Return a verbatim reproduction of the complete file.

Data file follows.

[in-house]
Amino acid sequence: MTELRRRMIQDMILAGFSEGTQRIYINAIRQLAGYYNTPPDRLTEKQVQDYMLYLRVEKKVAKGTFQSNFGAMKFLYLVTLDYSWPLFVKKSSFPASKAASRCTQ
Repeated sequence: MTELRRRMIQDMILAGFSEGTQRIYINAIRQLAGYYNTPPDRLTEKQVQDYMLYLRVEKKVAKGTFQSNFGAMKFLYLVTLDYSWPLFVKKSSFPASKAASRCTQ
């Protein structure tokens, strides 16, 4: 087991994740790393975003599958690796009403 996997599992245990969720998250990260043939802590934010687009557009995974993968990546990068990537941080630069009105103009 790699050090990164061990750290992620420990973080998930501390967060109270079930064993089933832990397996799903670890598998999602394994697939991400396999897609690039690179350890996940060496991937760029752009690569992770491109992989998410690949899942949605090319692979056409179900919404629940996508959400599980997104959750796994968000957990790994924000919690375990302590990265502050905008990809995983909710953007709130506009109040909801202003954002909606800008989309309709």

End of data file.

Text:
[in-house]
Amino acid sequence: MTELRRRMIQDMILAGFSEGTQRIYINAIRQLAGYYNTPPDRLTEKQVQDYMLYLRVEKKVAKGTFQSNFGAMKFLYLVTLDYSWPLFVKKSSFPASKAASRCTQ
Repeated sequence: MTELRRRMIQDMILAGFSEGTQRIYINAIRQLAGYYNTPPDRLTEKQVQDYMLYLRVEKKVAKGTFQSNFGAMKFLYLVTLDYSWPLFVKKSSFPASKAASRCTQ
């Protein structure tokens, strides 16, 4: 087991994740790393975003599958690796009403 996997599992245990969720998250990260043939802590934010687009557009995974993968990546990068990537941080630069009105103009 790699050090990164061990750290992620420990973080998930501390967060109270079930064993089933832990397996799903670890598998999602394994697939991400396999897609690039690179350890996940060496991937760029752009690569992770491109992989998410690949899942949605090319692979056409179900919404629940996508959400599980997104959750796994968000957990790994924000919690375990302590990265502050905008990809995983909710953007709130506009109040909801202003954002909606800008989309309709």